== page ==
The inspirational figure who gave her name to Ireland longest river
Great News! A new paper on the story of Sinann and the restoration of her story is now available, as a pre-print prior to publication. It is available to read here
The paper has been the work of Professor Ralph Kenna with the support of contributers connected with ÉIRÍ. A full list of contributors is given below.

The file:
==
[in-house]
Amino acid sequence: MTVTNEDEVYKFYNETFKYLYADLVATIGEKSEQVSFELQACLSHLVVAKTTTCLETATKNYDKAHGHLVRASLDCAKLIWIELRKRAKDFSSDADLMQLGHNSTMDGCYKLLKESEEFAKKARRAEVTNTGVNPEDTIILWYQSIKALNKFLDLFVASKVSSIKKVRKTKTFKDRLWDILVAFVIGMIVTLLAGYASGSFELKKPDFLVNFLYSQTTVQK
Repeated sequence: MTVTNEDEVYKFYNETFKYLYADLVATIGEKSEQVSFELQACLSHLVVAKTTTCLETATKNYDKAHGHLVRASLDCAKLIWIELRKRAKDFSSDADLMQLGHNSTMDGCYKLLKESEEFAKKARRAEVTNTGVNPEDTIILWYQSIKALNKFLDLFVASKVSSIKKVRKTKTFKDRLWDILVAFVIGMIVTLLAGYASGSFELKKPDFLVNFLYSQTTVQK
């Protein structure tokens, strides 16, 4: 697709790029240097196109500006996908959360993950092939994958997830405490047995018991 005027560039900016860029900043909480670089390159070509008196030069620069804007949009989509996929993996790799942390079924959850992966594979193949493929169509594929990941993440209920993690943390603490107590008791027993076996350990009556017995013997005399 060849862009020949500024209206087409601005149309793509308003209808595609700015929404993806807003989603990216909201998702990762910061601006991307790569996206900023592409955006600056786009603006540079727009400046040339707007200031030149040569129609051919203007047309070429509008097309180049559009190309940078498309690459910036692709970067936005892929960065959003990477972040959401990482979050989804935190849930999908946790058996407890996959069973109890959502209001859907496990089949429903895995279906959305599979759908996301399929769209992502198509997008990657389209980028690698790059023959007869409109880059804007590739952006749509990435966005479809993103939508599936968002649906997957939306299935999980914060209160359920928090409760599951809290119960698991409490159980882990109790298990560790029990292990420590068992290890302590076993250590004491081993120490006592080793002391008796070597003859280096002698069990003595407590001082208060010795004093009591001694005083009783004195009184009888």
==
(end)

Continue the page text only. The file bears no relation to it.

When local authorities recently selected a neoclassical male “river god head” of colonial origin to represent Ireland’s longest river, it was welcomed as “harking back to Irish mythology”. The council, local historians and townsfolk were unaware that in Irish mythology the figure associated with the river is a woman — not a man. Her name is Sinann, and she had been written out of Ireland’s national iconography after centuries of colonial destruction of Gaelic heritage. When mathematical investigation into Irish mythology brought Sinann’s story to the people via local media, reaction was immediate. Street performances in support of Sinann were backed by letters in newspapers and a petition signed by hundreds of people demanding education about their heritage – and respect for women. How did this happen and what is the story behind Sinann, her diminution, and her rising? Here we recount how modern-day mathematics exposed the colonial imposter as stemming from the Ossianic controversy 250 years ago. We also discuss how a Victorian-era translation of her story from the original Irish turned what was an inspirational creation myth into a tale of a disobedient girl seeking knowledge to which she had no entitlement. This flawed narrative entered the public domain — in encyclopaedias, on websites, and even in academic literature. Here we cast off colonial baggage to present a new, more accurate translation of Sinann’s story alongside a new interpretation — more amenable to a receptive public seeking enlightenment. Inspired by Sinann’s rising, we also use artistic measures to invoke other Irish resilient female icons to rise up and take their rightful place in Irish iconography.